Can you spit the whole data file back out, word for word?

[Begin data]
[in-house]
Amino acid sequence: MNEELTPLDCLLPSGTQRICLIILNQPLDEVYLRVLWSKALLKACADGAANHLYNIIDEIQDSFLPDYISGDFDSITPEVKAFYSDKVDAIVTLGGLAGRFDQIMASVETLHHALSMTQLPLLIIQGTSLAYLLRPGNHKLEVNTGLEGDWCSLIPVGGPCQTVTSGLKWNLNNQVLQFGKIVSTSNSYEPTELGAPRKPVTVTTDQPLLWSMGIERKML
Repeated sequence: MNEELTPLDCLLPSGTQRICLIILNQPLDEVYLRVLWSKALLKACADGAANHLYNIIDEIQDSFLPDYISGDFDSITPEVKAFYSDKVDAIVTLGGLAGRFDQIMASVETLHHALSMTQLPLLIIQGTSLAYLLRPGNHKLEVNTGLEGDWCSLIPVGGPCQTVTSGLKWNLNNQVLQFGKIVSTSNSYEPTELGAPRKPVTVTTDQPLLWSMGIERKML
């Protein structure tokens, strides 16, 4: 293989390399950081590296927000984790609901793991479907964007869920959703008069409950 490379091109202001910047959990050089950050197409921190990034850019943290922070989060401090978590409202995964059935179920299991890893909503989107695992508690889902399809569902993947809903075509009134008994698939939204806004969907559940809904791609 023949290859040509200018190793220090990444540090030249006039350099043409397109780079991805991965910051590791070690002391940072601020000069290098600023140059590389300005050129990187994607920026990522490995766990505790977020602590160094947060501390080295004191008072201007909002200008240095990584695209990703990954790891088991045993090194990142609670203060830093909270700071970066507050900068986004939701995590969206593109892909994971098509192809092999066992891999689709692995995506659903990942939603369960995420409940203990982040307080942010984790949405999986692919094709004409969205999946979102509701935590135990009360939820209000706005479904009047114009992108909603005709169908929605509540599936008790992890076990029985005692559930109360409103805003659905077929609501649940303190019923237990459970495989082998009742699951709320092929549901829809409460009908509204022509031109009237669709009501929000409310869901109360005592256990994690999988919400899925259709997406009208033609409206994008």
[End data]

[in-house]
Amino acid sequence: MNEELTPLDCLLPSGTQRICLIILNQPLDEVYLRVLWSKALLKACADGAANHLYNIIDEIQDSFLPDYISGDFDSITPEVKAFYSDKVDAIVTLGGLAGRFDQIMASVETLHHALSMTQLPLLIIQGTSLAYLLRPGNHKLEVNTGLEGDWCSLIPVGGPCQTVTSGLKWNLNNQVLQFGKIVSTSNSYEPTELGAPRKPVTVTTDQPLLWSMGIERKML
Repeated sequence: MNEELTPLDCLLPSGTQRICLIILNQPLDEVYLRVLWSKALLKACADGAANHLYNIIDEIQDSFLPDYISGDFDSITPEVKAFYSDKVDAIVTLGGLAGRFDQIMASVETLHHALSMTQLPLLIIQGTSLAYLLRPGNHKLEVNTGLEGDWCSLIPVGGPCQTVTSGLKWNLNNQVLQFGKIVSTSNSYEPTELGAPRKPVTVTTDQPLLWSMGIERKML
């Protein structure tokens, strides 16, 4: 293989390399950081590296927000984790609901793991479907964007869920959703008069409950 490379091109202001910047959990050089950050197409921190990034850019943290922070989060401090978590409202995964059935179920299991890893909503989107695992508690889902399809569902993947809903075509009134008994698939939204806004969907559940809904791609 023949290859040509200018190793220090990444540090030249006039350099043409397109780079991805991965910051590791070690002391940072601020000069290098600023140059590389300005050129990187994607920026990522490995766990505790977020602590160094947060501390080295004191008072201007909002200008240095990584695209990703990954790891088991045993090194990142609670203060830093909270700071970066507050900068986004939701995590969206593109892909994971098509192809092999066992891999689709692995995506659903990942939603369960995420409940203990982040307080942010984790949405999986692919094709004409969205999946979102509701935590135990009360939820209000706005479904009047114009992108909603005709169908929605509540599936008790992890076990029985005692559930109360409103805003659905077929609501649940303190019923237990459970495989082998009742699951709320092929549901829809409460009908509204022509031109009237669709009501929000409310869901109360005592256990994690999988919400899925259709997406009208033609409206994008």